Hospitality in this Time of COVID-19

This Manna House guest was resigned and defiant about COVID-19, “If I get it, I get it. But I’m not going to help it along.” He explained how he uses the travel size hand-sanitizer he carries with him, and how difficult it is becoming to find a place to wash his hands.

“I can’t find a bathroom with restaurants closed. Where am I supposed to wash my hands now?”

I had no answer to his question other than, “While we’re open you can use the bathroom here.”

It was Monday evening. Ashley and I were serving a take-out meal at Manna House. That morning Kathleen and I had gone to Manna House to share with guests that we would be open only one morning a week for the next few weeks as part of trying to reduce the chances of “social transmission” of COVID-19. We would no longer offer showers or serve coffee. We could no longer offer a place to gather. We would continue to serve the meal on Monday evenings. The guests received the news with sorrow, but also with hope.

“This will pass.”

For the Monday evening meal, Kathleen made soup. Ashley and I served the soup in a cup with a lid, and guests also received some snacks and granola bars in a paper bag.

Guests came to the front door, got the soup and the bag and went on their way. As guests received this modest meal most offered some kind of thanks.

“Glad you’re open tonight.”

“Thanks for being here.”

“A hot meal! Thanks!”

Guests also occasionally shared observations about COVID-19, the various closings around the city of Memphis, and how this was affecting them.

“What I miss the most is the library. I’d go there to check my email. It was the only way I had to stay in touch with my family.”

“Where do they expect us to go to ‘shelter in place’?”

“I’ll make it. I’ll find a way.”

“I hate this #!@#$^& virus.”

“What can I do? I’m out here. No place to go but back to my cathole.”

The usual light-hearted banter among guests was absent. There was a lot of worry, anxiety, and a sense of worsening isolation.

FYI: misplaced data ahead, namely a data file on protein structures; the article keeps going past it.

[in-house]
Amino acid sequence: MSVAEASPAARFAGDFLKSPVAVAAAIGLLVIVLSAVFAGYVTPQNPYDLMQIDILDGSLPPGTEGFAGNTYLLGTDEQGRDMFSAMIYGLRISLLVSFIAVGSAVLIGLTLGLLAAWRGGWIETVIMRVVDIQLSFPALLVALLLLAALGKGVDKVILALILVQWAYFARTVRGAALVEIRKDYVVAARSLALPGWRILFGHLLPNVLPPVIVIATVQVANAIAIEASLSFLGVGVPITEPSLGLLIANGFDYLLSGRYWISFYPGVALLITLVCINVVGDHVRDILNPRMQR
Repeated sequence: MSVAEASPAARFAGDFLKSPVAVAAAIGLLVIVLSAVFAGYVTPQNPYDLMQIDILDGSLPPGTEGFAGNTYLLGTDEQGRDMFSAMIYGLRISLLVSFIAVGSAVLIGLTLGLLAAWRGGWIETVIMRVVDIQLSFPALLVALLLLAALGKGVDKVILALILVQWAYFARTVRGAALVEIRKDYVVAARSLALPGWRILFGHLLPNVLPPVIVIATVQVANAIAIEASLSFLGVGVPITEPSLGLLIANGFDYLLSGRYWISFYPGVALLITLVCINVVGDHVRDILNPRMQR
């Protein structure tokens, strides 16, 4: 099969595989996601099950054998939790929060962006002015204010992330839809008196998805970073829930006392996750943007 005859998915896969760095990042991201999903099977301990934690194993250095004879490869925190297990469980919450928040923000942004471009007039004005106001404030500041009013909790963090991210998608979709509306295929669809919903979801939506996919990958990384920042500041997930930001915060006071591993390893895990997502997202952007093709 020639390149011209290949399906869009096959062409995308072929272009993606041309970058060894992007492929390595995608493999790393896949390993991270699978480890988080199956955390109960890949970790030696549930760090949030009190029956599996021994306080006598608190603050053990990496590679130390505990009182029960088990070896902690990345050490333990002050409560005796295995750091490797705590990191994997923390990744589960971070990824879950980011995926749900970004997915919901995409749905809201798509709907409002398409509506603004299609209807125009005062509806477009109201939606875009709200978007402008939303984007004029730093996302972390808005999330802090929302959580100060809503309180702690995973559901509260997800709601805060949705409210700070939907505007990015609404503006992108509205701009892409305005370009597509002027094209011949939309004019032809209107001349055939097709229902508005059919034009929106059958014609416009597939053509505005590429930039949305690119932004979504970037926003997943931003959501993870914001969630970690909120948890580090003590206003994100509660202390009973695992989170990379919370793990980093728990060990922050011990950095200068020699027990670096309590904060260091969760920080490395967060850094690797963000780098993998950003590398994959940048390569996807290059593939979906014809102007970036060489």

Manna House, like soup kitchens and shelters—are where basic services for people on the streets are offered. At their best, they are also gathering places where welcome and respect and community are shared. We call Manna House “a place of hospitality,” and we try to welcome our guests as we would welcome the very presence of Christ (Matthew 25:31-46). But now hospitality is taking a strange and baffling turn. We can welcome people as we offer limited services, but we have to do so in ways that do not encourage gathering. COVID-19 means gathering is dangerous; gathering is now inhospitable.

Yet in in the absence of places of gathering, the isolation and alienation of being on the streets is intensified. Imagine the isolation people with homes are feeling. Magnify that isolation one hundred times. That would be close to what people on the streets are feeling.

One guest lingered a bit after getting his to-go supper. I asked him how he was doing.

“It’s nothing really new. It’s just making worse what was already bad.”

Then he added,

“I gotta deal with what’s dealt. And right now this is a bad hand.”

“What will you do if you get sick?” I asked.

“I’ll try to ride it out, like I always do. If it gets bad, I’ll go to the emergency room. But I heard they might get overrun.”

We had prayed with our guests before we served the meal.

“God, thank you for the beauty of this evening. Thank you that the rain has stopped for now. God be with us in these anxious and fearful times. God help scientists and doctors to find a cure for this virus. Help us to support each other. Amen.”

“God is with me,” a guest had offered when she received her meal at the door, “God is with us. God will help us through.”

Later that night I heard this guest’s faith echoed in a psalm:

“Turn your ear to me, Lord, and hear me,

for I am poor and destitute.

Keep my life safe, for I am faithful;

O God, save your servant, who trusts in you.” (Psalm 86:1-2)

In this spirit, I will continue to pray for our guests. And we will keep offering hospitality as best we can in this time when hospitality means keeping some distance. May hospitality come again to mean the creation of a place where we can gather together to share life.

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